RAMADI, Iraq (Reuters) - Twin suicide bombs killed at least 27 and wounded more than 100 in Iraq’s Sunni Arab heartland on Wednesday and a roadside bomb killed seven pilgrims returning from a major Shi’ite Muslim religious festival.
The attacks underscored the tenacity of the insurgency despite a steep drop in overall violence and reflected Iraq’s vulnerability as it prepares for national polls in March and for local troops to take over from U.S. forces.
U.S. forces flew Qassim Mohammed, governor of Anbar province west of the Iraqi capital, to Baghdad for treatment after he was wounded in the attacks outside the provincial government headquarters in Ramadi, Anbar’s provincial capital.
Hospital and police sources said Sadoon Khraibit, a member of Anbar’s governing council, and its deputy police chief were wounded in the attacks, which left charred cars, their chassis buckled from the explosion, and bloody wreckage on the street.
Khraibit later died in hospital, police and his family said.
A separate, roadside bomb killed seven Iraqi pilgrims who were returning from a major Shi’ite Muslim religious festival, police said. At least 25 other pilgrims were wounded in the attack in Khalis, 80 km (50 miles) north of Baghdad.
The first attack in Ramadi, 100 km (60 miles) west of Baghdad, appeared to target the governor’s convoy as he made his way to work.
Police Colonel Jabbar Ajaj said a suicide bomber detonated explosives in a vehicle in the initial blast, followed shortly by a second suicide attack by a bomber on foot.
Mohammed was at the site of the blast inspecting the damage, a source at the Ramadi hospital reported, when the second attacker struck. State television Iraqiya said one of the bombers was a man working as a bodyguard for the governor.
“I was walking toward some shops right next to the provincial government compound when a huge explosion happened. I flew through the air, and I woke up in the hospital,” said Ahmed Mahmoud, a 30-year-old Ramadi resident.
Many of the 105 people wounded were police.
At the Ramadi hospital, doctors crowded around injured policemen lying on stretchers. One of the wounded was a tiny baby, its diaper and white sweater dotted with blood.
Anbar, the heart of Iraq’s Sunni Islamist insurgency following the 2003 overthrow of Saddam Hussein, became a relatively secure place after local tribal leaders threw their support behind grassroots guard units battling al Qaeda in 2006.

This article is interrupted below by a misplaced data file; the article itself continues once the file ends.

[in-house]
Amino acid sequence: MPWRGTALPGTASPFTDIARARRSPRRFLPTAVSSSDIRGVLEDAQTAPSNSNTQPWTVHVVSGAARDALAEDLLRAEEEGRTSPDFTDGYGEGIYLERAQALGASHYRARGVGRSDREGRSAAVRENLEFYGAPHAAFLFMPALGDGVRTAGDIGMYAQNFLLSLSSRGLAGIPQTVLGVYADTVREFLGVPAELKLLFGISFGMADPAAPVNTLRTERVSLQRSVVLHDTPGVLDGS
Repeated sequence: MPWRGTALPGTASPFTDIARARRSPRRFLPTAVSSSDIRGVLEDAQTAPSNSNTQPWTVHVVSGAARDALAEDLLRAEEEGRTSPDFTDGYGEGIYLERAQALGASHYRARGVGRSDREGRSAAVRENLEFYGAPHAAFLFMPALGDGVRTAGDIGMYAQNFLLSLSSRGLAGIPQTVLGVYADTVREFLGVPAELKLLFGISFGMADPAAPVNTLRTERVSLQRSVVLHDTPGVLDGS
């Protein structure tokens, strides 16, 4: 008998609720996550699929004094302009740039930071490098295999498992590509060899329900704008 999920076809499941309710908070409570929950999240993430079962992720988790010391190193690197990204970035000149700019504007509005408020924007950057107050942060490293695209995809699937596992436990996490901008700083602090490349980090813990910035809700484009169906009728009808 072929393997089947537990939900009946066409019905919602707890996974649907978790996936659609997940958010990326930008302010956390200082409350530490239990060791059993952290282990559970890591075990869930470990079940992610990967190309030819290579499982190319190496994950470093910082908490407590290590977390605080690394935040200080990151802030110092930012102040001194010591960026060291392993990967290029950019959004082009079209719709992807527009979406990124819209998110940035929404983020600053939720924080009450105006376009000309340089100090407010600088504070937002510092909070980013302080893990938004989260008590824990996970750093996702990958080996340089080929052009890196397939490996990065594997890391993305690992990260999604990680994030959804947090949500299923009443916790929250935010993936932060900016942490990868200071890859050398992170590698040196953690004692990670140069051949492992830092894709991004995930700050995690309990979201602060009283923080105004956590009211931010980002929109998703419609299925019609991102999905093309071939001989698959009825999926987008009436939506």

But a spate of recent attacks has raised fears violence will increase there ahead of the March elections. Many from Iraq’s Sunni minority, dominant under Saddam Hussein, fear the Shi’ite majority could edge them out of power for good.
Sunnis have not formed a united electoral bloc as they have in past elections, and have instead reached out across sectarian lines to form alliances with Shi’ites and others.
The move may reflect a strategic calculation about voters’ dissatisfaction with ruling religious parties, which many Iraqis blame for failing to rebuild Iraq properly, and a degree of disarray among the Sunni leadership.
Mohammed, a former government official who returned from abroad following provincial polls earlier this year, is an ally of influential Anbar tribal leader Ahmed Abu Risha.
The Anbar attacks follow a series of large-scale bombings in Baghdad, which Shi’ite Prime Minister Nuri al-Maliki has blamed on al Qaeda and Saddam’s Baath party.
“Al Qaeda and other groups are trying to destabilize security in the province ahead of the elections. Unless the police does its job well, these kind of challenges are going to become even bigger,” said Anbar council head Jassim Mohammed.
The attacks highlight the security challenges Iraq faces as it takes on more responsibility for keeping its own people safe. U.S. President Barack Obama has promised to halt combat operations in Iraq by the end of August 2010, and all U.S. troops are required to withdraw by the end of 2011. (Additional reporting in Baghdad by Khalid al-Ansary; writing by Missy Ryan; editing by Janet Lawrence)